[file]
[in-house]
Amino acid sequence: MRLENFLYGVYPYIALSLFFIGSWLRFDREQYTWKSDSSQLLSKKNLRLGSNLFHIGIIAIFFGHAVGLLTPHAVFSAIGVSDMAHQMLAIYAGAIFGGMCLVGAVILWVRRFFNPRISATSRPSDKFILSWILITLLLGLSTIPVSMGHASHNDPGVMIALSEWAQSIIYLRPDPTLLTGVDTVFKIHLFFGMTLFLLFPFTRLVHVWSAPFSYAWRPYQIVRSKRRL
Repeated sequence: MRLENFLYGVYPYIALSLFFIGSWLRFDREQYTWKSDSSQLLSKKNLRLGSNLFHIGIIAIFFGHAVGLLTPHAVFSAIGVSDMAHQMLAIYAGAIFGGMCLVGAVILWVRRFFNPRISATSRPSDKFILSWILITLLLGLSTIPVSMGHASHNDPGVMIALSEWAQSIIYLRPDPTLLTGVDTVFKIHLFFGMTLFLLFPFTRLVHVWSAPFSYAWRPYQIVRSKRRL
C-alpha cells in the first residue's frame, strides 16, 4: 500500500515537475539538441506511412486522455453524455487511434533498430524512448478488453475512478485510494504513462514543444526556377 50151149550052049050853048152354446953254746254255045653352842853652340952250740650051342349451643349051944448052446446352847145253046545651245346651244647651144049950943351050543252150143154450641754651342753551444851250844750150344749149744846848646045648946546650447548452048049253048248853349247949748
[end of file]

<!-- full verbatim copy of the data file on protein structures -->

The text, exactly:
[in-house]
Amino acid sequence: MRLENFLYGVYPYIALSLFFIGSWLRFDREQYTWKSDSSQLLSKKNLRLGSNLFHIGIIAIFFGHAVGLLTPHAVFSAIGVSDMAHQMLAIYAGAIFGGMCLVGAVILWVRRFFNPRISATSRPSDKFILSWILITLLLGLSTIPVSMGHASHNDPGVMIALSEWAQSIIYLRPDPTLLTGVDTVFKIHLFFGMTLFLLFPFTRLVHVWSAPFSYAWRPYQIVRSKRRL
Repeated sequence: MRLENFLYGVYPYIALSLFFIGSWLRFDREQYTWKSDSSQLLSKKNLRLGSNLFHIGIIAIFFGHAVGLLTPHAVFSAIGVSDMAHQMLAIYAGAIFGGMCLVGAVILWVRRFFNPRISATSRPSDKFILSWILITLLLGLSTIPVSMGHASHNDPGVMIALSEWAQSIIYLRPDPTLLTGVDTVFKIHLFFGMTLFLLFPFTRLVHVWSAPFSYAWRPYQIVRSKRRL
C-alpha cells in the first residue's frame, strides 16, 4: 500500500515537475539538441506511412486522455453524455487511434533498430524512448478488453475512478485510494504513462514543444526556377 50151149550052049050853048152354446953254746254255045653352842853652340952250740650051342349451643349051944448052446446352847145253046545651245346651244647651144049950943351050543252150143154450641754651342753551444851250844750150344749149744846848646045648946546650447548452048049253048248853349247949748